Online petition lobbies Libra to axe “stereotyping” ads

Online petition lobbies Libra to axe “stereotyping” ads

Tampon company Libra is the latest brand to face online lobbying against its advertising, as a petition calling for the immediate removal of a “female stereotyping” ad gains momentum.

The print ad, which was featured on public toilet doors, promotes the company’s sanitary pad products with the tagline: “Absorbs way more than you ever did in maths class.”

Fair Agenda, the organisation previously behind a campaign to pressure Myer to pull super skinny ‘Winx’ dolls from its shelves, has gained close to 1650 signatures on an online petition against the ad.

The organisation says many of the signatories are professionals from the maths and science sectors who are concerned about the message the ad sends to young girls, which they say stereotypes female involvement in those sectors.

The petition received 500 signatures in the first 48 hours of being posted – one of the fastest campaigns ever run by the activist group.

Last month, female scientists and mathematicians spoke out against the ad, with University of Sydney mathematics professor and laureate fellow Nalini Joshi telling The Australian the ad was tantamount to bullying.

“This is the way bullies work at school, by trying to separate you from the group and barraging you with messages that you don’t belong,” said Professor Joshi.

Renee Carr, executive director of Fair Agenda, told SmartCompany a number of people who work in the maths and science sectors have specifically mentioned the impact these kinds of biases have had on their careers.

One of the comments on the petition from a signatory named Helen reads: “I am a medical doctor and have worked as a research scientist. We don’t need more negative ads telling women and girls that they can’t do maths. It’s offensive, untrue and unnecessary.”

Another comment from a woman named Melanie reads: “As a female engineer I still doubt my mathematics ability. This is the last thing young impressionable girls need when they have just hit the uncertainty of puberty.”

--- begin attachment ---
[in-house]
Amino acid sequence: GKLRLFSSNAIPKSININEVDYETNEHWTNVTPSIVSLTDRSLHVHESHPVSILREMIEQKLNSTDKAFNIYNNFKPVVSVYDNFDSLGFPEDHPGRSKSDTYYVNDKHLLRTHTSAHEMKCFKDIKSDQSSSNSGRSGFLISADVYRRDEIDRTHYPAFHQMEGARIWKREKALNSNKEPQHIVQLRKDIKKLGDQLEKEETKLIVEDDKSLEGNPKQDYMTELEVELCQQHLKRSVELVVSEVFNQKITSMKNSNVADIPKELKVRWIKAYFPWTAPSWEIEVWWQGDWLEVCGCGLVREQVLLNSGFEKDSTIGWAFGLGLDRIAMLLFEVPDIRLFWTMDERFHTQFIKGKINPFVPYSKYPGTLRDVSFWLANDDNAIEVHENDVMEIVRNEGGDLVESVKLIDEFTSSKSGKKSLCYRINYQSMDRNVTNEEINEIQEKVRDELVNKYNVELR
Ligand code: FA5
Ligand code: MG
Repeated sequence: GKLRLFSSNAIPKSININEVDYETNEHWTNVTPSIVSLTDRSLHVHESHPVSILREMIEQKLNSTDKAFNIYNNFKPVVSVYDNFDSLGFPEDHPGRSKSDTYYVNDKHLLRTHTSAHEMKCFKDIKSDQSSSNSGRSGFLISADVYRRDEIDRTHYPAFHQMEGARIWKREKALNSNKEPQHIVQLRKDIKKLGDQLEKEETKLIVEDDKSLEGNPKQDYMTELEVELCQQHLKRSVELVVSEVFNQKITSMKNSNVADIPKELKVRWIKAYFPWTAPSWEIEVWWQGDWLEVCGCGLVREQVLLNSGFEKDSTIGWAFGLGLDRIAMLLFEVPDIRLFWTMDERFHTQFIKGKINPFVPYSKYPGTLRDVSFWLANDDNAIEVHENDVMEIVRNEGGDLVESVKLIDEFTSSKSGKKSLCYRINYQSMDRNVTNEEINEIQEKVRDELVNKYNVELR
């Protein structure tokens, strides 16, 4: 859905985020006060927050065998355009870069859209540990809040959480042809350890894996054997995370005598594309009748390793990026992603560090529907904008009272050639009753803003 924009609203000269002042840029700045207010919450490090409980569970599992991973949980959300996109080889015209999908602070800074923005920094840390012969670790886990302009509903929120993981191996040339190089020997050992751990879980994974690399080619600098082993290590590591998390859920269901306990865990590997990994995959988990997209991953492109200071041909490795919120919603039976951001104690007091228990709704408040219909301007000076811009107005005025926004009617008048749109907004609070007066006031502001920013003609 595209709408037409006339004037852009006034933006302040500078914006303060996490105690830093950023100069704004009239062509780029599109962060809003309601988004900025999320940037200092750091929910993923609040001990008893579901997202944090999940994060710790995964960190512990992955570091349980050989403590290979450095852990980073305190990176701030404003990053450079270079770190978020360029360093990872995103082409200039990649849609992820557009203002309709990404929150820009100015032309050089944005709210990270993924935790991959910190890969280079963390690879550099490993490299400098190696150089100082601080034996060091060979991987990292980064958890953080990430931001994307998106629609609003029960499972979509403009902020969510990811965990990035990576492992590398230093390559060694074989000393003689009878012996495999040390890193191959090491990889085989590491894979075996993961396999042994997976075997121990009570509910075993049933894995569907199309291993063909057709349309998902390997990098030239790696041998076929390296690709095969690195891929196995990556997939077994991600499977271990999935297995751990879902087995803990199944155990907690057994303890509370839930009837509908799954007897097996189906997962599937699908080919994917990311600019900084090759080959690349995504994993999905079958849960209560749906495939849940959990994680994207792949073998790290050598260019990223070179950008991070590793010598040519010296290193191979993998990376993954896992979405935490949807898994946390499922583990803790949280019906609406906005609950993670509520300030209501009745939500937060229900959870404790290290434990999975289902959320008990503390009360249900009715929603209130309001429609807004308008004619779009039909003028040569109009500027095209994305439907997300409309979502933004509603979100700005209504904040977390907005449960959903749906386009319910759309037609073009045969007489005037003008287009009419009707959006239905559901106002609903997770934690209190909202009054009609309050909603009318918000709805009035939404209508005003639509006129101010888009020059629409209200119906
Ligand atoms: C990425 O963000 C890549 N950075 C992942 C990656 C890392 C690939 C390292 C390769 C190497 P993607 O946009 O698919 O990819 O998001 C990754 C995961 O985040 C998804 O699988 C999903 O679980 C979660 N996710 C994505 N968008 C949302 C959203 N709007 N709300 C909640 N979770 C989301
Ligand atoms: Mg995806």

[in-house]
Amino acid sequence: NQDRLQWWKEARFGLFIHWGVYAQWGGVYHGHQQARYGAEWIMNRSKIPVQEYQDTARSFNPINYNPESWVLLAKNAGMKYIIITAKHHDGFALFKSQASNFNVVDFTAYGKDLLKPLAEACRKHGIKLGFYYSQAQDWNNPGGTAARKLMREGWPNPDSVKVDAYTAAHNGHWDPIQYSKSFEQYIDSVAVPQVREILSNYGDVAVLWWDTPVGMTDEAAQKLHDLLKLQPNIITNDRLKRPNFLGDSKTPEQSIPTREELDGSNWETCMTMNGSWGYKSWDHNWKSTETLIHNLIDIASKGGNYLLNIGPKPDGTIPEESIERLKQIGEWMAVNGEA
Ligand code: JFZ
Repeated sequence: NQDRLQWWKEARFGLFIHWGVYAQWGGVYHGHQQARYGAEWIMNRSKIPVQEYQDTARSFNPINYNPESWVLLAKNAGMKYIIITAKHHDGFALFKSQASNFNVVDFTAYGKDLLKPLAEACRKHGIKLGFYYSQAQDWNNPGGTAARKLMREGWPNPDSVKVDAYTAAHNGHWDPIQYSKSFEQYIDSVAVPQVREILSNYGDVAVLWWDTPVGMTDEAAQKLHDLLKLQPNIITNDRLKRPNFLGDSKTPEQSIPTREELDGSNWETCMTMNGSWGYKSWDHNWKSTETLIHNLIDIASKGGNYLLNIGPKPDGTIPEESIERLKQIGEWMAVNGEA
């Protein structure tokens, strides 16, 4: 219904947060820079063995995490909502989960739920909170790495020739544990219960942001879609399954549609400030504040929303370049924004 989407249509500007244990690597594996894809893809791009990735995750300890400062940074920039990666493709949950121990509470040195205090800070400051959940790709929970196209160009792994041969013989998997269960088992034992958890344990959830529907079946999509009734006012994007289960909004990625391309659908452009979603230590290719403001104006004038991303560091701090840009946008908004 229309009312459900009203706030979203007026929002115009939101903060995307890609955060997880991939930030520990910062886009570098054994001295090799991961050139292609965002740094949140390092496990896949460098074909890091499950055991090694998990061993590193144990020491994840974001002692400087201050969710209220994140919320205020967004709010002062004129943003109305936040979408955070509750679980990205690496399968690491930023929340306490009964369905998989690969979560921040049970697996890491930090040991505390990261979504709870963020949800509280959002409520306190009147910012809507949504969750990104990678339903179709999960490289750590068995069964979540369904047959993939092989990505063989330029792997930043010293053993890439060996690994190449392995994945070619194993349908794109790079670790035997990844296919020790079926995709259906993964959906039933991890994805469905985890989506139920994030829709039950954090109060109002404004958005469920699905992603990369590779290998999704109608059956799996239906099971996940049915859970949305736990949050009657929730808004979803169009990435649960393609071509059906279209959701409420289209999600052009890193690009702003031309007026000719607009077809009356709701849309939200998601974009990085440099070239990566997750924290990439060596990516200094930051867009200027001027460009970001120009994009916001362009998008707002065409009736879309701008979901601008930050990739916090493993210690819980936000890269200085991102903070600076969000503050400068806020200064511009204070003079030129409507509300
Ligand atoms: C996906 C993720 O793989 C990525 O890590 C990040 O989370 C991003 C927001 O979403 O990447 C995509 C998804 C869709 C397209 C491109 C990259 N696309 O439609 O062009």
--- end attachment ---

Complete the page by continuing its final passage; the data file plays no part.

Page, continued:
Carr says one of the organisation’s members, Elke Wakefield, started the campaign after she saw the ad in a public toilet at the cinema.

“She works at a university, so she sees the underrepresentation of women around the faculty,” says Carr.

Renée Adams, professor of finance at the University of New South Wales School of Business and Commonwealth Bank chair in finance, told SmartCompany this sort of stereotyping has long-term effects on the career outcomes of women.

Adams is working on research that relates the gender gap in primary and tertiary education to the number of women who appear on the boards of banks across the world.

“Our evidence is that the pattern is striking,” says Adams, who points out there is no evidence suggesting women are biologically inferior at math.

“It’s absolutely harmful, reinforcing stereotypes leads to reinforcing women’s lack of confidence.”

Adams says we need to address the underrepresentation of women early on.

This is not the first time SCA Hygiene, parent company of Libra, has come under fire for its advertising, with at least 16 cases lodged with the Advertising Standards Bureau against different campaigns – although all have so far been dismissed by the watchdog.

Carr says both Wakefield and Fair Agenda have asked to meet with Libra, but the hygiene company has not taken up the request.

SmartCompany contacted Libra but did not receive a response prior to publication.

Carr says if Libra does not pull the ads in the following weeks, they will go back to signatories and discuss what action to take next.


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